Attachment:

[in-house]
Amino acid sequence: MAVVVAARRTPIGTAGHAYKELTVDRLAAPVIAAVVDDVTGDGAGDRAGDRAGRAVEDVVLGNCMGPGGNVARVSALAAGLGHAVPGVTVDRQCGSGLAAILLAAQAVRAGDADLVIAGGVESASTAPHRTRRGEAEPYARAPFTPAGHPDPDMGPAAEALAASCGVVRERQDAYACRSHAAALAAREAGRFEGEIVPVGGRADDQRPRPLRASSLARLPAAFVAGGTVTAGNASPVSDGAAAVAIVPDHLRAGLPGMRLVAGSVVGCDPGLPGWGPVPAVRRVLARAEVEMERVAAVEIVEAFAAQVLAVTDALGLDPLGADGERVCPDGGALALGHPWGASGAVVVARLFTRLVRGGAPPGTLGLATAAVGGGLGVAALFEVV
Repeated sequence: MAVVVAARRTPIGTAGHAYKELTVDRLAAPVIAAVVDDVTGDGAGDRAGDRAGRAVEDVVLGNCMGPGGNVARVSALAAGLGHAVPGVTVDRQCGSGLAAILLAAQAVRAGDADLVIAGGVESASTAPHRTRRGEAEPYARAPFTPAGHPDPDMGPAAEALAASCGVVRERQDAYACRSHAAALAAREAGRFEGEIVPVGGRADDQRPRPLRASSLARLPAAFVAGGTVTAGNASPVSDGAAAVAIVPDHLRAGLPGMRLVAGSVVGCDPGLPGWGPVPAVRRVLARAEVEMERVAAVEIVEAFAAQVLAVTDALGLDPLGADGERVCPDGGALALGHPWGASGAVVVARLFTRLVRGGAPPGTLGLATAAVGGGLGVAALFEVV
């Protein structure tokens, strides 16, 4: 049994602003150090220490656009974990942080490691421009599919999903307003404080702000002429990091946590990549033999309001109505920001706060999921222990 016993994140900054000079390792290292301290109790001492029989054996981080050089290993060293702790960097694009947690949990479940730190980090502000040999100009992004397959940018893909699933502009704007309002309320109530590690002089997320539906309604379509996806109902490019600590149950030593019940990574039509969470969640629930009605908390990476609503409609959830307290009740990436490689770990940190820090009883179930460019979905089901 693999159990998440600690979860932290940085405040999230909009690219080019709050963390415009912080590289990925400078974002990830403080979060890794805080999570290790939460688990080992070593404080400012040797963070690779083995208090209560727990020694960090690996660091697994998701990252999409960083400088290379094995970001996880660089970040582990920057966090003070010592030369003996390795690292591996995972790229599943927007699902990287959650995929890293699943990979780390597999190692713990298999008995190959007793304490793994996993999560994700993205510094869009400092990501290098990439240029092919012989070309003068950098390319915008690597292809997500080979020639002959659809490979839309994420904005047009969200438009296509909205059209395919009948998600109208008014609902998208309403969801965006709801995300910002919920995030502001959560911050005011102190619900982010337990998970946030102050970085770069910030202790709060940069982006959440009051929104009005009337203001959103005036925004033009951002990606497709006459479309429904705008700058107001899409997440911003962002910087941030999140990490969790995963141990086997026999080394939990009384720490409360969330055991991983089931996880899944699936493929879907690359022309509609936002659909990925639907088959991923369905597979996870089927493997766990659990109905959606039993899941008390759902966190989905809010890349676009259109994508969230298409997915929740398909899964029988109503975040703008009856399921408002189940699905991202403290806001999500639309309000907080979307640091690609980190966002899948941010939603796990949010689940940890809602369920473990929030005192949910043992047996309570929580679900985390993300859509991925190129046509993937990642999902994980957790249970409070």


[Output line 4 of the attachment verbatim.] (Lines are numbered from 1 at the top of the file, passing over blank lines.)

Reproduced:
């Protein structure tokens, strides 16, 4: 049994602003150090220490656009974990942080490691421009599919999903307003404080702000002429990091946590990549033999309001109505920001706060999921222990 016993994140900054000079390792290292301290109790001492029989054996981080050089290993060293702790960097694009947690949990479940730190980090502000040999100009992004397959940018893909699933502009704007309002309320109530590690002089997320539906309604379509996806109902490019600590149950030593019940990574039509969470969640629930009605908390990476609503409609959830307290009740990436490689770990940190820090009883179930460019979905089901 693999159990998440600690979860932290940085405040999230909009690219080019709050963390415009912080590289990925400078974002990830403080979060890794805080999570290790939460688990080992070593404080400012040797963070690779083995208090209560727990020694960090690996660091697994998701990252999409960083400088290379094995970001996880660089970040582990920057966090003070010592030369003996390795690292591996995972790229599943927007699902990287959650995929890293699943990979780390597999190692713990298999008995190959007793304490793994996993999560994700993205510094869009400092990501290098990439240029092919012989070309003068950098390319915008690597292809997500080979020639002959659809490979839309994420904005047009969200438009296509909205059209395919009948998600109208008014609902998208309403969801965006709801995300910002919920995030502001959560911050005011102190619900982010337990998970946030102050970085770069910030202790709060940069982006959440009051929104009005009337203001959103005036925004033009951002990606497709006459479309429904705008700058107001899409997440911003962002910087941030999140990490969790995963141990086997026999080394939990009384720490409360969330055991991983089931996880899944699936493929879907690359022309509609936002659909990925639907088959991923369905597979996870089927493997766990659990109905959606039993899941008390759902966190989905809010890349676009259109994508969230298409997915929740398909899964029988109503975040703008009856399921408002189940699905991202403290806001999500639309309000907080979307640091690609980190966002899948941010939603796990949010689940940890809602369920473990929030005192949910043992047996309570929580679900985390993300859509991925190129046509993937990642999902994980957790249970409070």